Use of Presage-Pedagogy-Process-Product Model to Assess the Effectiveness of Case Study Methodology in Achieving Learning Outcomes
AbstractIn this paper, we integrate organizational, engineering education, and educational learning literature to develop a model of student learning so as to research how learning style, behavioral tendencies, gender, and race have the potential to act as facilitators or barriers to the learning process. We argue that the gains in higher-order cognitive skills, improvement in self-efficacy, and improvement in team-working skills are positively related to the absence of barriers to the learning process. The experimental design tests the model at two universities: Auburn University, a large land-grant institution in Auburn, Alabama, and Hampton University, an HBCU in Hampton, Virginia. Both groups of students were provided the multimedia case studies during Spring 2010. The results show that the students prefer a visual mode of learning, that they were generally self-confident, and that they perceived an improvement in higher-order cognitive skills, team-working skills and self-efficacy after working on the case studies. At both universities, students overwhelmingly found the case studies and labs that involved building projects to be most interesting. Students found the multimedia case studies to be beneficial for improving teamwork skills, networking, problem solving, presentation skills, and communication skills. They mentioned that using the case studies helped them learn to research and make effective PowerPoints. Students also mentioned that the case studies helped their critical thinking and decision making skills. An unexpected outcome of this project was that the clinical supervision became an important outcome of the evaluation project. It provided a forum for the teaching, evaluation, and senior faculty teams to mesh together so as to improve the education of freshman engineering students.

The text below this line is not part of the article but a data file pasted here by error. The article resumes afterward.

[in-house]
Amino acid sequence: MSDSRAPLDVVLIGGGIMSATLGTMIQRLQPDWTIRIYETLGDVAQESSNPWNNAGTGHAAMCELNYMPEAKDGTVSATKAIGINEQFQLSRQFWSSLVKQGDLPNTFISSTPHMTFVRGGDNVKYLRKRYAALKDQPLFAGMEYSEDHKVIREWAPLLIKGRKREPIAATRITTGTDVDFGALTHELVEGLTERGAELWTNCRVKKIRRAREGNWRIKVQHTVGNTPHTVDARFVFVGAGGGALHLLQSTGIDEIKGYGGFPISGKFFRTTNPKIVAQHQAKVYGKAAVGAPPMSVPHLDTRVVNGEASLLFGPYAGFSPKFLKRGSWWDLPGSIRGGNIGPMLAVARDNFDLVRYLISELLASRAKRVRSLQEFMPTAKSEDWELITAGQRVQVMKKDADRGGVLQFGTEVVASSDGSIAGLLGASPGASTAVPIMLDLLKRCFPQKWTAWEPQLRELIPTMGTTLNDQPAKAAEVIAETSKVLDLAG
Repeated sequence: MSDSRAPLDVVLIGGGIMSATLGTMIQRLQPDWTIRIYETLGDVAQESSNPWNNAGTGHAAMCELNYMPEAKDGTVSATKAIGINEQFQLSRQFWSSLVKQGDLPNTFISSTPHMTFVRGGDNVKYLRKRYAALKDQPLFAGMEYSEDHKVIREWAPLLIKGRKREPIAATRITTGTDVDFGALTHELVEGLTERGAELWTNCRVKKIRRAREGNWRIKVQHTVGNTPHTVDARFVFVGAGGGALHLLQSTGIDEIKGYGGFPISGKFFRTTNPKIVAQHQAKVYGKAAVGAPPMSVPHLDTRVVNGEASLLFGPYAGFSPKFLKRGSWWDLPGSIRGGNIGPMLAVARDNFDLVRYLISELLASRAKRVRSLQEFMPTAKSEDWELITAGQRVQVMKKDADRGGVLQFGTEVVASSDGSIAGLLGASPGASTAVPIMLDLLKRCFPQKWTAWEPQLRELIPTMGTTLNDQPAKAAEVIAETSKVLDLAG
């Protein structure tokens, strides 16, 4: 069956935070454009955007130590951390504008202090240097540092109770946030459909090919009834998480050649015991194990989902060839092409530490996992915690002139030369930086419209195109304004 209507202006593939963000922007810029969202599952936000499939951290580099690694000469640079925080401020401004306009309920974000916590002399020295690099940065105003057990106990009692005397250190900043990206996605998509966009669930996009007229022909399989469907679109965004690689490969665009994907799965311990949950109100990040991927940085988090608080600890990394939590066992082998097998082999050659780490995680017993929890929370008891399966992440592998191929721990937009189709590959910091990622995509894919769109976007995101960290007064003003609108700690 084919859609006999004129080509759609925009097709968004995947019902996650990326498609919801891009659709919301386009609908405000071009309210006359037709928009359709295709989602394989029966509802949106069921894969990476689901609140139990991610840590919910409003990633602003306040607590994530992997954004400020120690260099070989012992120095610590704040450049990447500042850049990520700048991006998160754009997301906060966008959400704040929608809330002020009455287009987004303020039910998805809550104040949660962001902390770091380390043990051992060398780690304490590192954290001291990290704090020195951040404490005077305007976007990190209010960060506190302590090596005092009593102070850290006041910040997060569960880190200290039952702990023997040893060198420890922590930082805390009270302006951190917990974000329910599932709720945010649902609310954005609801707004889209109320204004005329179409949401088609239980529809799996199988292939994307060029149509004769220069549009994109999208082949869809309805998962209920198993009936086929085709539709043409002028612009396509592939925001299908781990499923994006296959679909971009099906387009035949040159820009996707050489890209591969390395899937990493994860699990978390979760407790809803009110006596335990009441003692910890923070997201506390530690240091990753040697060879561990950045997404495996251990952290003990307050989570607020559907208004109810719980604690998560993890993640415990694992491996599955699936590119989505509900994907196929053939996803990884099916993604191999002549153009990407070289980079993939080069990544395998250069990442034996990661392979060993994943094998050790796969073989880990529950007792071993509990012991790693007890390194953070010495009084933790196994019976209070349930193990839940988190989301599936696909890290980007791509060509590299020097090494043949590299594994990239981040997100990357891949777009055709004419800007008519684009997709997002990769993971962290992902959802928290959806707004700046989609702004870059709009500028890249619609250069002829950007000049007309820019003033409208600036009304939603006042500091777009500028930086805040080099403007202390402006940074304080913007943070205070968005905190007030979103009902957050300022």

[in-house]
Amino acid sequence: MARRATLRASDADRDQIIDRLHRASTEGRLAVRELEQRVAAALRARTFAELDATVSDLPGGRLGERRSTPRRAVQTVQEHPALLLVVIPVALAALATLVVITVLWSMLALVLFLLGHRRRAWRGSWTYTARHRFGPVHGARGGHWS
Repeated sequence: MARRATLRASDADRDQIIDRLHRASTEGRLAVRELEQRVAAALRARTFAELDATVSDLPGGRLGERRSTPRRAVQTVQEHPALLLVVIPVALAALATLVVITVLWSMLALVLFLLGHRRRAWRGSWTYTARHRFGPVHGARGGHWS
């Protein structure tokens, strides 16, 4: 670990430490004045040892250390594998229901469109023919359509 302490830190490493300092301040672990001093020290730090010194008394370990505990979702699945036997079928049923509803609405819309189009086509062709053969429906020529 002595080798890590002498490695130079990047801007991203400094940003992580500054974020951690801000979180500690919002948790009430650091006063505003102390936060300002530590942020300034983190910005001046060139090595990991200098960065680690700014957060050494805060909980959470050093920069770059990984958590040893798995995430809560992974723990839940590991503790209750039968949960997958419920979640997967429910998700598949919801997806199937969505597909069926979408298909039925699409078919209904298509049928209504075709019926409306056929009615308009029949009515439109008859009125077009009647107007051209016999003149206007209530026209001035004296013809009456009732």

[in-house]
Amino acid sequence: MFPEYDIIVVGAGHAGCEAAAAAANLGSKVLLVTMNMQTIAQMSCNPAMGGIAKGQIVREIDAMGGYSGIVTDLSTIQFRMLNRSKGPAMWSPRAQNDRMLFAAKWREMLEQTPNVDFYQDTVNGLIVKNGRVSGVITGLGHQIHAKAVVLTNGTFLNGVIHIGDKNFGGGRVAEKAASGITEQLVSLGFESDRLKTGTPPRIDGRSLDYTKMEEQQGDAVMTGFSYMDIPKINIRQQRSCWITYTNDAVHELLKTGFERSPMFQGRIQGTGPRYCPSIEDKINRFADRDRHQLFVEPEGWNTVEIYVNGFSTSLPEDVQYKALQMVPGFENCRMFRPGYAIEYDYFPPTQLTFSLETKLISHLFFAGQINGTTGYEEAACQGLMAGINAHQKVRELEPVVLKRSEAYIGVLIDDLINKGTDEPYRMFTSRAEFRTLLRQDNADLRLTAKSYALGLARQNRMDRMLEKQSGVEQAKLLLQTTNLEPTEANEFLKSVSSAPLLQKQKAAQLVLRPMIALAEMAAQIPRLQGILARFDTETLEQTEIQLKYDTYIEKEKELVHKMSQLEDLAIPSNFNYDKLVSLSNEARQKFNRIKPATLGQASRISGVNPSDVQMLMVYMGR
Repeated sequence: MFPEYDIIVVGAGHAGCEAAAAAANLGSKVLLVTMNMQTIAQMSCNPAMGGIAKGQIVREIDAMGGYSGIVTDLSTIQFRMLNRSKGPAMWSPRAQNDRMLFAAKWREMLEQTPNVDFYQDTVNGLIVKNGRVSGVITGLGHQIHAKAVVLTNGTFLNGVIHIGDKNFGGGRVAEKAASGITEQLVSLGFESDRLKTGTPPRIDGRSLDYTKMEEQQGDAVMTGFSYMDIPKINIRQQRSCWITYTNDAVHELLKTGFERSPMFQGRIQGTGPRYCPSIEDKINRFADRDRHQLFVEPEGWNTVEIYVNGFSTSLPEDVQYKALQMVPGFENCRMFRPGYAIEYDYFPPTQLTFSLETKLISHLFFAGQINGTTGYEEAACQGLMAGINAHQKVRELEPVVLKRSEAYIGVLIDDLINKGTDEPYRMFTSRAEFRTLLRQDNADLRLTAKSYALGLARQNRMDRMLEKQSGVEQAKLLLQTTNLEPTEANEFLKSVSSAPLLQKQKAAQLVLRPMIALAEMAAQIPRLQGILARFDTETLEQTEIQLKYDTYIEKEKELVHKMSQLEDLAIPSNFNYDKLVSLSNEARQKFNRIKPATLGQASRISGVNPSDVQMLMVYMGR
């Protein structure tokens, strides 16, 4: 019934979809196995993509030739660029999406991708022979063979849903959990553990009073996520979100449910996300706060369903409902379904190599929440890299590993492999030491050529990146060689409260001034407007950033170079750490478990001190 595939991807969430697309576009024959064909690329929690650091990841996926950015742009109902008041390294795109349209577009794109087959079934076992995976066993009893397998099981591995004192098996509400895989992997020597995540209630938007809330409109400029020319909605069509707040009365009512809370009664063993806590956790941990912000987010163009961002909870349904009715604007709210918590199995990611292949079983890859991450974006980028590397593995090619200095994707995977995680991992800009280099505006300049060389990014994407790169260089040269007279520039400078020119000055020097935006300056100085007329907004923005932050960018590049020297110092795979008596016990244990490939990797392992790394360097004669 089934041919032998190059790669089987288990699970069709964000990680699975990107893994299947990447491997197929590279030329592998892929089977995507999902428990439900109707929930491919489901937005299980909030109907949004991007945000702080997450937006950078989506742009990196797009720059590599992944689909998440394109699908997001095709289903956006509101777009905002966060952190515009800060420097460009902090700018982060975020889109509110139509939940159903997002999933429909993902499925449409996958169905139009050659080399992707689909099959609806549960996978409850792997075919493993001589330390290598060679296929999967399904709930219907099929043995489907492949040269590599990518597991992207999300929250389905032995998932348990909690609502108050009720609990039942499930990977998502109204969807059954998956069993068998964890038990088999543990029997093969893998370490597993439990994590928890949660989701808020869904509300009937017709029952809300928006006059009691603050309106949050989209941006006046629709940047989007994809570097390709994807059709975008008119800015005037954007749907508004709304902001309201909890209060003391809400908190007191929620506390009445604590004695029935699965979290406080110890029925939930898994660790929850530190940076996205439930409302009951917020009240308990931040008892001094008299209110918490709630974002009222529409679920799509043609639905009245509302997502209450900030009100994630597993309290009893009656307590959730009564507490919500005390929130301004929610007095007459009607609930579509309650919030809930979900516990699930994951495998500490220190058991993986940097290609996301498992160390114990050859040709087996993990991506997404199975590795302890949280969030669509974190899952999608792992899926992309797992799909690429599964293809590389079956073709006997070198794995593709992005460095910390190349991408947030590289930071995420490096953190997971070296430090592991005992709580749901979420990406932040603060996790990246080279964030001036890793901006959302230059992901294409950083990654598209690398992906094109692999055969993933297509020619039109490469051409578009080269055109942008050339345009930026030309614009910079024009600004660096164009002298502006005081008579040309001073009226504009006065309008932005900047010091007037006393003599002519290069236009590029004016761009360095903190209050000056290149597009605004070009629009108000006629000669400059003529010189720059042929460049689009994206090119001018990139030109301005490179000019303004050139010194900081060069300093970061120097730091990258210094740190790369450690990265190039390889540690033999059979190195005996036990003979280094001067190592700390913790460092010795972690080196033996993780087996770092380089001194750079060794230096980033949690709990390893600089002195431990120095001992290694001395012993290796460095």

Copyright for articles published in this journal is retained by the Institute for STEM Education and Research with first publication rights granted to the journal. By virtue of their appearance in this open access journal, articles are free to use, with proper attribution, in educational and other non-commercial settings.